Idle air control valve (IAC)

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By Reinier (Contact Me)
Last Updated 2021-07-23
Automobile Repair Shop Owner

What Does the Idle air control valve (IAC) Do?

On vehicles that are equipped with an Idle Air Control Valve, the IAC valve is typically incorporated into the throttle body, and it regulates and controls the volume of intake air the engine needs to run at idling speed when the throttle plate is in the closed position.

Why is the Idle air control valve (IAC) Needed?

SPECIAL NOTE:  Vehicles with electronic throttle control systems, also known as “drive-by-wire” throttle control systems, do not have Idle Air Control valves. In these systems, the PCM can exercise sufficient control over the position of the throttle plate to allow for small volumes of air to pass directly through the valve body to allow the engine to run at idling speeds. END OF SPECIAL NOTE.

On vehicles with conventional throttle control via a control cable or mechanical linkages, the PCM has no direct control over the movement or position of the throttle plate. The PCM can only infer the position of the throttle plate by comparing input data from two or more position sensors.

As a practical matter, the PCM has no way of controlling the amount of intake air an engine needs to run at idling speeds, and especially because mechanical wear of control cables, linkage pivots, and even the throttle plate spindle bushes can eventually reach the point where even the correlation between position sensors becomes impossible to verify.

Therefore, to provide for an accurate method of managing the idling speed, conventional throttle control systems incorporate Idle Air Control valves that allow a small volume of air to bypass the throttle plate when it is in the closed position. As a practical matter, the PCM monitors the engine speed directly after starting and uses this information to open the Idle Air Control valve just enough to allow sufficient air to bypass the throttle plate, which is what allows the engine to idle.

On a fully functional system, the PCM will use input data from the engine speed sensor, throttle pedal position sensor; throttle plate position sensor, and others, including the intake air temperature sensor, to maintain the position of the IAC valve spindle as a means to maintain a stable idling speed.

Moreover, the PCM will close the IAC valve to shut off the airflow bypassing the throttle plate when the engine speed exceeds idling speed, and re-open the IAC valve when the engine speed decreases, to establish and maintain stable idling when pressure is removed from the throttle pedal.

Thus, from an engine management perspective, a fully functional IAC valve is a critical component since, without this valve, an engine with a conventional throttle control system cannot run at idling speed.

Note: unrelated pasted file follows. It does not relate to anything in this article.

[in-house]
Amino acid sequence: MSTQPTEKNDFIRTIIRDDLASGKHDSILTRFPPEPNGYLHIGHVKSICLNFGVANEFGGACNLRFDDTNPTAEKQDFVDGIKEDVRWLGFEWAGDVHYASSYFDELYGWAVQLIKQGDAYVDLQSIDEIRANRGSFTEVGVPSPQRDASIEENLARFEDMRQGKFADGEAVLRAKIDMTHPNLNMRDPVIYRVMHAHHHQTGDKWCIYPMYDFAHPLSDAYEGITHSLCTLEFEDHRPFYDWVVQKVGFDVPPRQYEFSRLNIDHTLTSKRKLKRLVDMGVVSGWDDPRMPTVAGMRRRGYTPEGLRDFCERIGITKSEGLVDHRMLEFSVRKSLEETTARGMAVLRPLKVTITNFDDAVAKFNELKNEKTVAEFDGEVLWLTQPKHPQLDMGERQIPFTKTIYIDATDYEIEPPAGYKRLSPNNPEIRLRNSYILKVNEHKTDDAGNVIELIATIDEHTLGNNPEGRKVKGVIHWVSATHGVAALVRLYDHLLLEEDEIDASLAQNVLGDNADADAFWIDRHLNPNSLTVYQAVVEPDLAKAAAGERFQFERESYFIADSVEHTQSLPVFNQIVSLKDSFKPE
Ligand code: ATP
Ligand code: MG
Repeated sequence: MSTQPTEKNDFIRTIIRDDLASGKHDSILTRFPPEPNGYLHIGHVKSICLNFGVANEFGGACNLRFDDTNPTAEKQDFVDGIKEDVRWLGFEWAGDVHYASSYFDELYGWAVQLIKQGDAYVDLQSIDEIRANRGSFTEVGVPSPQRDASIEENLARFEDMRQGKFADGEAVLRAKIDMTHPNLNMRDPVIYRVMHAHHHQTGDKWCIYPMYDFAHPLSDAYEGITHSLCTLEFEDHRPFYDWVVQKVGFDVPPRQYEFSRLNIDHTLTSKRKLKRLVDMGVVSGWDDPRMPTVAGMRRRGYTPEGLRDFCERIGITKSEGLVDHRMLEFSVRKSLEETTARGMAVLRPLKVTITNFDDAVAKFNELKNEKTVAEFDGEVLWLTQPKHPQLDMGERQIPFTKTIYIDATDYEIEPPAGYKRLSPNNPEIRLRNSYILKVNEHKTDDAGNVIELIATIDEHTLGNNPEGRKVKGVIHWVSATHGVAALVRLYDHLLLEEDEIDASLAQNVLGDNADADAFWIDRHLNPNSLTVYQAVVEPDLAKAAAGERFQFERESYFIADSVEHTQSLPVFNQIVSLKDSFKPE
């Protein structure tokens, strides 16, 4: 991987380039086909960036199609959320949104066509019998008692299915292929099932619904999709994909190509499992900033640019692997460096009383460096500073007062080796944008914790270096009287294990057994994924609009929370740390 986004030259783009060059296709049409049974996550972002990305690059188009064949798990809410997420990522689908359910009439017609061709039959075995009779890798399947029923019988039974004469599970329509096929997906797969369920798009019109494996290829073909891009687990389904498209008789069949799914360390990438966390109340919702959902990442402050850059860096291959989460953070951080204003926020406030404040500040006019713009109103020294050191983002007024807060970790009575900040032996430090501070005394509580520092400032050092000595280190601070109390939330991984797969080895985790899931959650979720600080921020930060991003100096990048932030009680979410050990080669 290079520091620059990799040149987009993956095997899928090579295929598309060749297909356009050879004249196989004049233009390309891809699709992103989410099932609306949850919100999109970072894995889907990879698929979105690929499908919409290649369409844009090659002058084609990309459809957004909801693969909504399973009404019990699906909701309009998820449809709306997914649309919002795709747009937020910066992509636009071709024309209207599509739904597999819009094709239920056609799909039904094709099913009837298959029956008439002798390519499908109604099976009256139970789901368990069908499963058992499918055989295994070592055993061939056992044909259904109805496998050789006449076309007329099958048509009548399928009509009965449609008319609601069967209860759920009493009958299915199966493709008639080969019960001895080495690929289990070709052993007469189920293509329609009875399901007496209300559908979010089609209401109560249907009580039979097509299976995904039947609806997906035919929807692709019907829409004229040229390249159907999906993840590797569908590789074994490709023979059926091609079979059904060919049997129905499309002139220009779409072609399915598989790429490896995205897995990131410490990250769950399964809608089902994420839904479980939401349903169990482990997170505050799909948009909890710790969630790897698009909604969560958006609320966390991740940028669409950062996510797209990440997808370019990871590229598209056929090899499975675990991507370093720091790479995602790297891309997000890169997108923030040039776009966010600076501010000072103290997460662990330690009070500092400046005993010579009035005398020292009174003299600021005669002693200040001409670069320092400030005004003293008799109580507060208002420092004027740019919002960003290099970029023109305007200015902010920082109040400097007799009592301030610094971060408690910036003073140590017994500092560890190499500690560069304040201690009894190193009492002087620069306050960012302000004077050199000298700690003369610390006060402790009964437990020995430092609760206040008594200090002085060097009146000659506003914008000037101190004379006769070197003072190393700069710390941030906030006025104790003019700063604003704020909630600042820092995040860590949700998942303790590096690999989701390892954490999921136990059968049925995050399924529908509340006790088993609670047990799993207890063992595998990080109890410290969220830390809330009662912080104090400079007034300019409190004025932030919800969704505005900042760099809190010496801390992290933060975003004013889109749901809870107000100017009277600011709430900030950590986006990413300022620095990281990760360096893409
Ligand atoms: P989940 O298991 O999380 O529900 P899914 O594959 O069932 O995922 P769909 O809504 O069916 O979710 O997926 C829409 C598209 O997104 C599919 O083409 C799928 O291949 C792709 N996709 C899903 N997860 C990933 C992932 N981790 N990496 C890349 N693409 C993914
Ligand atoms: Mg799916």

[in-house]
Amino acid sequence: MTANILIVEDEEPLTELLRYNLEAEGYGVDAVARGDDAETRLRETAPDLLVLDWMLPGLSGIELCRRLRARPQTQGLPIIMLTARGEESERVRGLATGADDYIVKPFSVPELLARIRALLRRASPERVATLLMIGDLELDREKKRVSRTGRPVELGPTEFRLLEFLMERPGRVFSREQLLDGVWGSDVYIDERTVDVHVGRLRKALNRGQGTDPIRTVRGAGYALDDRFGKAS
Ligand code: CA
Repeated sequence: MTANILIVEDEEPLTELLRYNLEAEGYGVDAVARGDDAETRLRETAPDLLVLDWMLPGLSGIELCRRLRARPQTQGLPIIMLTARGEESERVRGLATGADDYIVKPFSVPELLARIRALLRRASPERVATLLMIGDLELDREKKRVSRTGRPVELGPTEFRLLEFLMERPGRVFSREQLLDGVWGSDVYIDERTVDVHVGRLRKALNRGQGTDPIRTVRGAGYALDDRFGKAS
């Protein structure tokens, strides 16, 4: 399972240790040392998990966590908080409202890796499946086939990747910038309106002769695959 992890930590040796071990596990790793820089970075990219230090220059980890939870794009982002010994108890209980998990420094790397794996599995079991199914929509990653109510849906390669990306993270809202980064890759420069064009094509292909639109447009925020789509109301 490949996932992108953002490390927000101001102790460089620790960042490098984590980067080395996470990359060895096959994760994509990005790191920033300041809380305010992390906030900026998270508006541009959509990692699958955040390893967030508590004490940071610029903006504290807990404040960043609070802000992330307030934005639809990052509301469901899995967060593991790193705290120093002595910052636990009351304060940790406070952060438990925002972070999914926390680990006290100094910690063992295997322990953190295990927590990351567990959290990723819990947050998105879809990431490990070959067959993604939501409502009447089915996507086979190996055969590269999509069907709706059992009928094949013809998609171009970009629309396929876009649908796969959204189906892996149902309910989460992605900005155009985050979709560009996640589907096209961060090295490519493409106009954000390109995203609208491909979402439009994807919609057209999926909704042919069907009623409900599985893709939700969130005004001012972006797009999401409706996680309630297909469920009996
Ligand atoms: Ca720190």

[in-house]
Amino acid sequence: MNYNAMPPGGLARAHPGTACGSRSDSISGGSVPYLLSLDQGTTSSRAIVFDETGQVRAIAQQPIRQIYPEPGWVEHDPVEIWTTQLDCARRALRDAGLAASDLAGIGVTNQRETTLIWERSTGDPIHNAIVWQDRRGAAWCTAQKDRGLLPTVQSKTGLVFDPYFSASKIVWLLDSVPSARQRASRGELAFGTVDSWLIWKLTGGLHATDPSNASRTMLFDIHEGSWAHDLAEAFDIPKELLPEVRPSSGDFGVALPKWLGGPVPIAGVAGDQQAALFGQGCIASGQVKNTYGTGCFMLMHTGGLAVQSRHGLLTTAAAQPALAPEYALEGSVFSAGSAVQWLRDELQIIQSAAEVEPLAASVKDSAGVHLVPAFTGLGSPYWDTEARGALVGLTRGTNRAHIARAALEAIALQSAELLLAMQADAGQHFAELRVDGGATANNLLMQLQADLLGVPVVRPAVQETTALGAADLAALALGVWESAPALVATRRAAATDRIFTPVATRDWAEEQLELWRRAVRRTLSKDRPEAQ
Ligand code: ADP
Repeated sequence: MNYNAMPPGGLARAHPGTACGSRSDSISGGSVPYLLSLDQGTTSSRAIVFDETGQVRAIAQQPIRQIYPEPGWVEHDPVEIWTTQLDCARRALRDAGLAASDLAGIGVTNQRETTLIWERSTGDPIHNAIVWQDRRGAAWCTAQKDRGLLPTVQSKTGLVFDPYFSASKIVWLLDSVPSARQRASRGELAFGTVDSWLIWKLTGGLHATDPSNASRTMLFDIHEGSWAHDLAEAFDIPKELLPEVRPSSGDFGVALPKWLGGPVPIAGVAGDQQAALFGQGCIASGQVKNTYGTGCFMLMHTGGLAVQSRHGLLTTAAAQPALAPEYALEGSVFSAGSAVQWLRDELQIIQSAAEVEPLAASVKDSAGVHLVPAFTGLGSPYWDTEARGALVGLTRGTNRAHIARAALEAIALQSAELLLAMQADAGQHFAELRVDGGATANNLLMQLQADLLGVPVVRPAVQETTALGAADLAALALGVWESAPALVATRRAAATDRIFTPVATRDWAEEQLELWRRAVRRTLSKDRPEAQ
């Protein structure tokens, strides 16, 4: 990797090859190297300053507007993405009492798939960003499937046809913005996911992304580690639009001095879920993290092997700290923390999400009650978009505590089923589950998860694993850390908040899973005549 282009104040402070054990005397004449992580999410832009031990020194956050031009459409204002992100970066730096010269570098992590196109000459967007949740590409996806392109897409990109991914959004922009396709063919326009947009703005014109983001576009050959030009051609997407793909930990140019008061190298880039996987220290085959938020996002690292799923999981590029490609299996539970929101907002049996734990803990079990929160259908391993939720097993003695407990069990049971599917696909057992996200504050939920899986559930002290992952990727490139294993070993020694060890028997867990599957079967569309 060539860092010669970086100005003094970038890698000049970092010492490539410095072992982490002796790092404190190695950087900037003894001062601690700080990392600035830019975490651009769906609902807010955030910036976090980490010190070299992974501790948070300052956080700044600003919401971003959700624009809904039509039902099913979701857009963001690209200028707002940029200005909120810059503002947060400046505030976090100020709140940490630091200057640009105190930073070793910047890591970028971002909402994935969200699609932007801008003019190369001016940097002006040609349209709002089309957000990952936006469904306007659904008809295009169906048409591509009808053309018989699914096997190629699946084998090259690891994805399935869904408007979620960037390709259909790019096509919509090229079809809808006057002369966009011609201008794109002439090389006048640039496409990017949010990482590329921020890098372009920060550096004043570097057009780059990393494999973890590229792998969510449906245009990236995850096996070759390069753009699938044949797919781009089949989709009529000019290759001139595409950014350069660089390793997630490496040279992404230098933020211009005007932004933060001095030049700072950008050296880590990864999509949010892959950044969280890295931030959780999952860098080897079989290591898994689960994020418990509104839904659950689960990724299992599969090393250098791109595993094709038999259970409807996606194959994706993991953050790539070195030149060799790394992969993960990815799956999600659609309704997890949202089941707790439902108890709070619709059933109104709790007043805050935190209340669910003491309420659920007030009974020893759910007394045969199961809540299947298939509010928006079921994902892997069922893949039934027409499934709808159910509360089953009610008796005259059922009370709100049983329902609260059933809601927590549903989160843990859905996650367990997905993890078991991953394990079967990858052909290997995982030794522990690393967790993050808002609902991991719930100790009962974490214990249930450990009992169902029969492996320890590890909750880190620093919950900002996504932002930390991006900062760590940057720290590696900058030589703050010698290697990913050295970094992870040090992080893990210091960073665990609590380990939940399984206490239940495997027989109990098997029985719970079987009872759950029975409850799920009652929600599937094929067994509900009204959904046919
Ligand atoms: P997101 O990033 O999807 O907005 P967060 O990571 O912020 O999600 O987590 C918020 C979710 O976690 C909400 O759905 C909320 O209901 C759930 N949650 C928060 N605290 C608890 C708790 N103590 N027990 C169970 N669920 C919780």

How Does the Idle air control valve (IAC) Work?

This image shows the inner workings of a typical Idle Air Control valve. In this example, the red arrow indicates the valve pintle, the yellow arrow indicated the threads that mount this particular example on the throttle body, and the green arrow indicates the electrical connector.

In these applications, the electric motor is known as a “stepper motor”, because the PCM can activate them in such a way that they rotate in very small increments, or steps, which allows for very precise control over the position of the valve pintle. In practice, rotating the motor in one direction extends the valve pintle, while rotating the motor in the opposite direction retracts the valve pintle.

Nonetheless, the valve pintle is the most important part to consider here, since its distance from a seat in the throttle body determines the volume of air that is allowed to bypass the throttle plate. This is the air the engine uses to run at idle, so when an issue such as excessive carbon build-up blocks the passage of air, the engine is starved of the air it requires to run at idling speeds.

Moreover, the PCM can adjust the position of the pintle relative to its seat in exceedingly small increments to allow for more air to pass when electrical consumers such as the A/C place an additional load on the engine. By making continuous small adjustments to the position of the valve pintle to increase or decrease the volume of air that passes through the idling circuit in the throttle body, the PCM can maintain a stable idling speed regardless of the loads placed on the engine during idling.

Where is the Idle air control valve (IAC) Located on the Engine?

This image shows the location (circled) of the IAC valve on a Hyundai application. Note though that while the IAC valve attaches to the throttle body in all cases, the actual appearance and location of the IAC on the throttle body varies somewhat between different vehicle makes and models.

Thus, to avoid mistakes, possible misdiagnoses, and the unnecessary replacement of parts and components, we recommend that you research the exact location and appearance of the IAC valve on your particular vehicle before you begin to dismantle or disassemble a throttle body on any application.

What Does the Idle air control valve (IAC) Look Like?

This image shows an example of a typical Idle Air Control valve, but note that the appearance and design of IAC valves vary greatly between different vehicle makes and models. Note that since the design of IAC valves does not follow a general pattern, we recommend that you research the appearance and location of the IAC on your vehicle before you purchase a replacement valve.